NCAA Tracking: Michigan vs. Union

Tracking college hockey games is something that I’ve wanted to do for a long time but never got around to because of time restraints and me being unable to find video. Quite a few schools are streaming their team’s home games this year, so I figured now would be a good time to get started with this. I’m not sure how many games I’ll be able to track with my other commitments, but I wanted to get at least one weekend series in before the NHL season starts. If I have enough time, I might do one series every weekend as a fun side project to go along with my NHL tracking. We’ll see how things go, though.

Our first breakdown of the year is going to be the non-conference series between the #11 ranked Michigan Wolverines and the Union College Dutchmen. They ended up splitting the series with Union taking the first game 4-3 on the back of two late goals in the third period and Michigan rebounded with a 4-0 win the following night. Special teams were big for both teams this weekend with Union scoring two power play goals in the opener and Michigan scoring a shorthanded goal in both games. They also had the edge in goaltending with freshman Hayden Lavinge pitching a shutout in the second game and senior Zach Nagelvoort making 36 saves in the previous game, albeit in a loss.

What else went into this matchup and how did Union pull off an upset in the first game?

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The numbers are a little skewed for the first game where Union outshot Michigan 40-27 but they had the edge in shots in the following game too and Michigan leaned on their goaltending a little more than I expected. Union has some very good forwards, though and they were able to work the puck behind the net and create some chances there. Left winger Brett Supinski was able to do this quite a bit, setting up three shots from this area, including a few very good scoring chances. They also worked the transition game well, creating more even strength offense off stretch passes than Michigan, including the game-winning goal in Friday’s game.

The problem was they weren’t able to get Michigan’s goaltenders moving around enough unless they were on the power play and they were guilty of trying to make too many plays at the blue line, which resulted in a couple of shorthanded goals for the Wolverines. It’s also worth noting that they had trouble finding the net, which was a problem for both teams but Union seemed to have a more pronounced issue with getting shots through. They had the territorial advantage, but could have done more with it, especially in Saturday’s game.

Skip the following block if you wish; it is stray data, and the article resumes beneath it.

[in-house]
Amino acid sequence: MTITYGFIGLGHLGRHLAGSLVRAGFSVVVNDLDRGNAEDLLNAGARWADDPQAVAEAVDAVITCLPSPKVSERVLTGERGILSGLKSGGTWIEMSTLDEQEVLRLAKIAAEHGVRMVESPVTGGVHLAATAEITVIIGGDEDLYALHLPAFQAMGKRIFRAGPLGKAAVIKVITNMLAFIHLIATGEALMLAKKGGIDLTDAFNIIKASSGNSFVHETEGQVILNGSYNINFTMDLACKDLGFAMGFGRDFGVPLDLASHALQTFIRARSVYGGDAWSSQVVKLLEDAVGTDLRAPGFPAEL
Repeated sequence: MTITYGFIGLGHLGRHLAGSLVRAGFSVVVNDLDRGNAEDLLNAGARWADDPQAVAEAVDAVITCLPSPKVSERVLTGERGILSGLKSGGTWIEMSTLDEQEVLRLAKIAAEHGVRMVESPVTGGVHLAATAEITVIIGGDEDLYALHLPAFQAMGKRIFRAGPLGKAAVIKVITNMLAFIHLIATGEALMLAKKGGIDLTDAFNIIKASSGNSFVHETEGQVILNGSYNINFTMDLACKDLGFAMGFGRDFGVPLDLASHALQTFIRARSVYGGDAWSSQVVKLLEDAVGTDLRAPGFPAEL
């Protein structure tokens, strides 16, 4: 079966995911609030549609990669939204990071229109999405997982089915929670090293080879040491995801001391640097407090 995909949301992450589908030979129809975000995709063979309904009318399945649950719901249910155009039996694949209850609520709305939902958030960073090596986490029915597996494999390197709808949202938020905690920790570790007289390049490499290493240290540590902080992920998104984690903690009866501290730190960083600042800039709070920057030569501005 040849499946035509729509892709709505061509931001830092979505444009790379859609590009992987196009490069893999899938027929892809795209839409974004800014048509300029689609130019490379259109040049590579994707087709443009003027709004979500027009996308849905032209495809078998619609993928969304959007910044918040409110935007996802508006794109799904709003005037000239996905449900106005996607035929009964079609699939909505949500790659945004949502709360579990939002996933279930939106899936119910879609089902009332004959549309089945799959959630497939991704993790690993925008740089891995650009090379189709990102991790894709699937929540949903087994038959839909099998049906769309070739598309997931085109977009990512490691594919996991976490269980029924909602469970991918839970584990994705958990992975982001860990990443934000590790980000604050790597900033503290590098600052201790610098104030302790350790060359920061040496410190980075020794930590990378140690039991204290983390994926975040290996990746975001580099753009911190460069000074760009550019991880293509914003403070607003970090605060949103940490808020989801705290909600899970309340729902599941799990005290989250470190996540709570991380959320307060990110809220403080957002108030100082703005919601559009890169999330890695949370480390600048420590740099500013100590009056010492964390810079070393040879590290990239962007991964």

5v5 Individual Stats                              

Michigan

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Michigan’s first line had a decent amount of success with generating offense at even strength, Lockwood leading the way with four shot assists and Kile doing most of the shooting. James Sanchez had the golden touch in the second game, scoring two goals (one of which was shorthanded) but he also did some great work as a play-maker that shouldn’t be overlooked. This is true of many of Michigan’s forwards, as most of them did a pretty decent job of setting up shots, particularly for their defensemen.

Speaking of which, Sam Piazza had the best stat line among blue-liners with two goals and you can tell he wasn’t afraid to shoot the puck here. However, the first pairing of Nolan De Jong and Nichiolas Boka also played very well this series in terms of setting up shots. Getting offense from your blue line helps and having defensemen who can make plays is incredibly valuable, so these two definitely stood out to me this weekend.

Union

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Spencer Foo had a huge game Friday night with a pair of goals and he along with Mike Vecchione were the catalysts’ for the Dutchmen’s offense that game. Foo was easily their most dangerous player, as he was able to get the puck to areas in between the faceoff circles more than anyone else. He also has a very quick shot, so it gave the Wolverines a lot of fits that game. Michigan put more focus on these two in the rematch and they had trouble generating much of anything, both at even strength and on the power play. The same can’t be said for Brett Supinski, who led the team shots and primary shot assists and showed some creativity for setting up plays from behind the goal line. He walked away with only one assist, but he probably deserved a better fate.

Jeff Taylor was Union’s standout on the blue line, as he started & finished the game winning goal on Friday night and was easily their most effective blue liner from an offensive standout. I thought Matt Krug looked good as well, but he was taken out of the lineup in Game 2.

Zone Entries